2)  The latest Acupuncture Today newsletter included an article on the six states in “licensure limbo.”  I suspect that overzealous regulation on our part (for example, Delaware and Florida requiring extensive herbal credential requirements for acupuncture licensure) contributes to the lack of enthusiasm for a practice act among practitioners.  I also believe that the acupuncture community’s aggressive and disrespectful response to PT Dry Needling and to MD’s and DC’s who do acupuncture is a significant factor in the unwillingness of those communities to support a practice act in those states.  Actions have consequences.

3)  A new “threat” on the horizon — some LAcs on Facebook are up in arms about Tattoo artists who are doing “dry tattooing” for skin rejuvenation.  You know the drill — how dare they, we have so much training, we need to gather the troops to fend off this encroachment. My points — tattoo artists can use needles, they can do cosmetic work (tattooing eyebrows for people with alopecia and tattooing nipples for people who have had breast reconstruction, for example) and they could tattoo someone’s face completely blue if the client wanted it.  Facial rejuvenation acupuncture is typically not taught in acupuncture school. Is there any reason (other than arrogant self-importance) why we believe we should have control over this technique?

I’m still adjusting to the addition of Facebook into my life. I haven’t figured out how to stay informed and involved there without taking the energy and the dialogue away from The Acupuncture Observer.  For those of you on Facebook, like the Observer page and you’ll get breaking news updates between blog posts.

Also, for those of you interested in learning more about navigating the political/regulatory system I’ll be doing a breakout session at POCAfest,  on March 15th in Tucson.  I’d also be happy to come to your state association meeting, conference, or other event. Knowledge is power.

2013 Review for Acupuncture Professionals

As 2013 was dawning, the WhiteHouse.gov petition to include acupuncture in Medicare was circulated by the AAAOM, NCCAOM, and loads of school and practitioners. Because coverage is not determined by the executive branch, over 30,000 signatures made no difference. That our professional organizations either didn’t know enough or didn’t care enough to educate acupuncturists about how the system works did give me the final push to create The Acupuncture Observer. From the first post last January through # 49 today, I’ve tried to provide thought-provoking strategic analysis of where we are and where we are headed.

The planned March AAAOM conference on a cruise ship didn’t set sail, making 2013 the second consecutive year without a conference. Things began looking up with April’s announcement that experienced professional Denise Graham was named AAAOM Executive Director.

However, by mid December, Ms. Graham and three Board members had resigned. (Previous ED, Christian Ellis, managed only three months in the fall of 2010.) A majority of the current board members have been appointed rather than elected. Something at the AAAOM smells. The Whistleblower Protection Policy, prepared in conjunction with the Confidentiality Policy adopted in April 2012, never resurfaced after it was pulled by then President Michael Jabbour (who is now managing the “operational transition”). We’ll probably never learn what is really going on in the board room, but 2013 marks the year I gave up hope that the AAAOM could become a viable organization serving the profession. It’s now become a single-interest (Federal legislation) organization, under the control of a small number of people, and without the resources to accomplish its priorities.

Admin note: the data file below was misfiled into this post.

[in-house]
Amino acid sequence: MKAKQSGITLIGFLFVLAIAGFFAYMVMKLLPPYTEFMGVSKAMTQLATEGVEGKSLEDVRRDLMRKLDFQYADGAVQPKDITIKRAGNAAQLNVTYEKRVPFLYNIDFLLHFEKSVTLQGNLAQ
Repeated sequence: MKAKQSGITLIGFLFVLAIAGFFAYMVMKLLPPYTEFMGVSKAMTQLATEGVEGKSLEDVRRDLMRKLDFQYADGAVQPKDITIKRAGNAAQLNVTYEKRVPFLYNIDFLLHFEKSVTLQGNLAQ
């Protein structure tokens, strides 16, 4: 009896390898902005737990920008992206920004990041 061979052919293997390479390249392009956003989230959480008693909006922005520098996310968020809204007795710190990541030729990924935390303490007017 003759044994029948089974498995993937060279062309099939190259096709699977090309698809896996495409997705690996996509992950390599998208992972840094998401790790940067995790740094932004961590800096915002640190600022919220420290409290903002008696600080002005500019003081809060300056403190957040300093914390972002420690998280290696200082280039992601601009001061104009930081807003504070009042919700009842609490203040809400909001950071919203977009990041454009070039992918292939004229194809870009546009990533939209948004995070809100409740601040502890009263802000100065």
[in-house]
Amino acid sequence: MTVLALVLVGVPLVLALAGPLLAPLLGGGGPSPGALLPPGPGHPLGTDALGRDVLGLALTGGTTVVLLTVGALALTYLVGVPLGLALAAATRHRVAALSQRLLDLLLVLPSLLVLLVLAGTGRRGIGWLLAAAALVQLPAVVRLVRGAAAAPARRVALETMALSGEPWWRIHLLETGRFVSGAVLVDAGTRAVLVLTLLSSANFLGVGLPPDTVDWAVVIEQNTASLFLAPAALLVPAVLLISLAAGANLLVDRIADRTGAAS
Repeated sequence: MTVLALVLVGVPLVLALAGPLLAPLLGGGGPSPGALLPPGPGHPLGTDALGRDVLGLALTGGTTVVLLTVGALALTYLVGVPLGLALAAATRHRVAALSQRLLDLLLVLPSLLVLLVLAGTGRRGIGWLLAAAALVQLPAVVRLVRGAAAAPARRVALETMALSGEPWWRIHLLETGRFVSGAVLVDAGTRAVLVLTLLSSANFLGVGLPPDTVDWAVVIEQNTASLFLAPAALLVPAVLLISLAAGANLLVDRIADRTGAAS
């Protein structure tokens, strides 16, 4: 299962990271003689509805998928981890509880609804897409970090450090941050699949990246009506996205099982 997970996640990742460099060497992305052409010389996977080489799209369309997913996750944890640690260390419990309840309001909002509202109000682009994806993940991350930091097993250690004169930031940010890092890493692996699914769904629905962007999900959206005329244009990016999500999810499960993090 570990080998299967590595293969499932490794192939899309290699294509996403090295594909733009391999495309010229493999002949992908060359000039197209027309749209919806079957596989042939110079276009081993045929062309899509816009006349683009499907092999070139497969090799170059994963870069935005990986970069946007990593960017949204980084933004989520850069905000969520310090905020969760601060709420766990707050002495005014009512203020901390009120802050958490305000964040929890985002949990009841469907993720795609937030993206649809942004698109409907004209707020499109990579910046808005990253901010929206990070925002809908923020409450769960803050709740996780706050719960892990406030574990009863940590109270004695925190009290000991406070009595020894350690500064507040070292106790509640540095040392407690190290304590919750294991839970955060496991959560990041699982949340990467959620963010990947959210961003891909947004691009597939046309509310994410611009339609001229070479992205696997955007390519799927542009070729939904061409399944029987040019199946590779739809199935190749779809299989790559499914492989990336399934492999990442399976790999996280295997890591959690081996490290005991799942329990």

Throughout 2013 qualified LAcs were denied licensure by the Delaware Acupuncture Advisory Council’s insistence on the NCCAOM OM credential. New Florida regulations will limit licensure to those with NCCAOM Herb credentials beginning in October 2014, putting another state off limits to many practitioners and greatly increasing educational costs and the regulatory burden for those who intend to practice in those jurisdictions.

Outrage at  P.T. Dry Needling continued throughout the year. Some LAcs made arguments that reflect poorly on our concern for the public, such as suggesting we’d drop our objections if PT’s agree to use hypodermic needles for this technique. Various state associations began efforts to redefine acupuncture and to push for discriminatory insurance policies in response to dry needling and the end of 2013 brought newcomer NCASI (and their lawsuit against Kinetacore) onto the scene.

Late Summer brought proposed policy changes from the NCCAOM that would move the group several steps closer to becoming a regulating rather than credentialing body. In a bit of good news, comments from the profession sent the proposals back to the drawing board.

Over the course of the year growing numbers of practitioners added insurance billing to their practices.  We’ve been quick to throw stones at the billing practices (or rumored practices) of PT’s, yet many acupuncturists offer justifications for questionable practices and few seem clear on the exact nature of their agreements with the insurance companies.

In the waning days of 2013 a job opening for a Licensed Acupuncturist at Brooke Army Medical Center was posted on Facebook. Initial responses cast an interesting light on our profession’s self-regard. There were complaints that the salary (about 70k) was too low, some suggested that a PT would certainly get the job, and others complained about the requirement for a flu shot.

In a few days I’ll be back and begin looking forward. What will serve us in the year of the Wood Horse? When the dragon brings the energy of the spring back to earth, how should the seeds of the profession grow?